Director: David Lean
UK Release: 10th December 1962 // 50th Anniversary 23rd November 2012

2012 marked the 50th anniversary of David Lean's epic Lawrence of Arabia. To celebrate the occasion Sony gave the film an incredible new restoration, a re-release in cinemas around the UK and a release on the Blu-Ray format. I had not seen the film before this re-release and wasn't familiar with the story of T.E. Lawrence so I found parts of the story hard to follow yet the beautiful and awe-inspiring scale of this epic film is hard to deny or ignore. The colours are remarkably rich and vivid throughout and the editing is creative in ways few films can match. The framing of some of the shots is breathtaking and makes a very good case for film as a powerful art form, I particularly loved the shot of Lawrence and his Bedouin guide riding on camels silhouetted and framed by massive cliff faces and the shot under moonlight where Sherif Ali finds Lawrence thrown on to the street after being tortured. I loved the film, it still has a lot to teach young filmmakers and on a technical level it is a triumph.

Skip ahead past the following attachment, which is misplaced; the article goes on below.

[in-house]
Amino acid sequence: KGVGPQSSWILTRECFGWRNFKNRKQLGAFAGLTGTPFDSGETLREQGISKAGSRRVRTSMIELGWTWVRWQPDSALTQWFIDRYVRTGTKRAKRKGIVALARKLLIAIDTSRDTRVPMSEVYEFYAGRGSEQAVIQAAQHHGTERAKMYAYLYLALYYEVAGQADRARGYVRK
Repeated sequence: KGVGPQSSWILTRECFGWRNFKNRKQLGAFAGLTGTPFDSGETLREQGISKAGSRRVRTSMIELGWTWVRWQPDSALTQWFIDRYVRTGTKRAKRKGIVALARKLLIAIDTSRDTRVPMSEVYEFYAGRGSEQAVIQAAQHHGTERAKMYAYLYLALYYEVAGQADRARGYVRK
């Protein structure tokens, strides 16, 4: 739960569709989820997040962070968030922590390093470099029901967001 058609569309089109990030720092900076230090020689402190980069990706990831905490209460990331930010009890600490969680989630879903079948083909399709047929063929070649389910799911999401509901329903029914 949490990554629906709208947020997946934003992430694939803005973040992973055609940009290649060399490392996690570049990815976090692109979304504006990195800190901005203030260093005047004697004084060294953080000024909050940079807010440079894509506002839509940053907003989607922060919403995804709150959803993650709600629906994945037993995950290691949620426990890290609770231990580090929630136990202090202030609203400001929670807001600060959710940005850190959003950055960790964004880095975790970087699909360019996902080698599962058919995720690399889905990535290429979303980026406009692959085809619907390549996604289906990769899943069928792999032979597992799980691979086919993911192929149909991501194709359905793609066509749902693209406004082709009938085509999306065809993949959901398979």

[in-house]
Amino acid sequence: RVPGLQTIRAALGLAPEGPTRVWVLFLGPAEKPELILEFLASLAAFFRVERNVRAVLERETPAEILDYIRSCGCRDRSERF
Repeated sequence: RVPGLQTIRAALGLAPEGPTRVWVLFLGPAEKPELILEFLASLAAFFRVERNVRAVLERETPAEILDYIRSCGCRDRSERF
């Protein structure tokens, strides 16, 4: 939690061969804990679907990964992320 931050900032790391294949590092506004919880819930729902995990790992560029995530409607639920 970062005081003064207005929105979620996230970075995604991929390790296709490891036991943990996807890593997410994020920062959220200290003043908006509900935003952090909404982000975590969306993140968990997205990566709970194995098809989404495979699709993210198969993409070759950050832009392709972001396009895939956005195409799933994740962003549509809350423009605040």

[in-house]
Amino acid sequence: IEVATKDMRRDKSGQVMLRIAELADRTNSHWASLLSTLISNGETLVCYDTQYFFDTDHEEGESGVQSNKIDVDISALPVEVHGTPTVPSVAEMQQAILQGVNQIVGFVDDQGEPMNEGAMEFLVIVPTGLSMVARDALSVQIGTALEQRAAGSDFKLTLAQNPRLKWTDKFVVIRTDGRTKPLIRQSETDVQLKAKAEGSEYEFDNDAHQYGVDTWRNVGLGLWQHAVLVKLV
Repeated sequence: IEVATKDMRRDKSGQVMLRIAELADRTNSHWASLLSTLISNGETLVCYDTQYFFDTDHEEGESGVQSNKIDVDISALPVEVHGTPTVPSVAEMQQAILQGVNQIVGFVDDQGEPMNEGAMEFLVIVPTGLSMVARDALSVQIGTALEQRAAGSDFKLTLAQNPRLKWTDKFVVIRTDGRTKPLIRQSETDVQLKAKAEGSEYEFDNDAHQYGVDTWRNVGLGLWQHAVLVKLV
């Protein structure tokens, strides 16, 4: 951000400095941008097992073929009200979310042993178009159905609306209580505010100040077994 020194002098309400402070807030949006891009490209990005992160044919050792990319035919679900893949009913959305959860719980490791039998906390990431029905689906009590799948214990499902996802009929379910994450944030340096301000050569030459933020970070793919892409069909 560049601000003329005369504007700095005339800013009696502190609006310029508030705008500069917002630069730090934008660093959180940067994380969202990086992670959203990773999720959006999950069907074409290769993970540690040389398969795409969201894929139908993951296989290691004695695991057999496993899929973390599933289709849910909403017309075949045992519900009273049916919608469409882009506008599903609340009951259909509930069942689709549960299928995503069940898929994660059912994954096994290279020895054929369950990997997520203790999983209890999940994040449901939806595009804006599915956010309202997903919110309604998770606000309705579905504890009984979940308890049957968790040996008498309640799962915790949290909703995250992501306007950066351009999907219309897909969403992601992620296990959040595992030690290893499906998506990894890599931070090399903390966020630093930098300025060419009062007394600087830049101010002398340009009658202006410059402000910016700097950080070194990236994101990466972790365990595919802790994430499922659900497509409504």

Director: Ridley Scott
UK Release: 1st June 2012

When looking back on the films of 2012 it is hard not to think of Ridley Scott's highly debated Alien prequal, Prometheus. No film this year has caused such wide debate and mixed reactions. Personally I felt it it fell victim to simply being a modern blockbuster - with all the no-brainer action and cheap thrills that the tag of 'blockbuster' suggests in 2012. There was no way a film like this would get through unscathed and many people hated the film (click here to see what I'm talking about) but I felt it did an okay job and is the best Alien film since Aliens.

Director: Zal Batmanglij
UK Release: 3rd August 2012

Sadly this slightly flawed independent sci-fi went almost completely unnoticed this year. Written by up-and-coming Brit Marling and premiered around the same time as another film written by Marling - the somewhat superior Another Earth - Sound of My Voice tells the story of a cult surrounding a women who claims to be from the future. The film isn't perfect, it could have been 20 minutes longer and Brit Marling's slightly theatrical performance is a bit like Marmite, you'll either love it or hate it. Neither-the-less this was a brave independent film that makes a case for a new form of science fiction.

Posted: 14th December 2012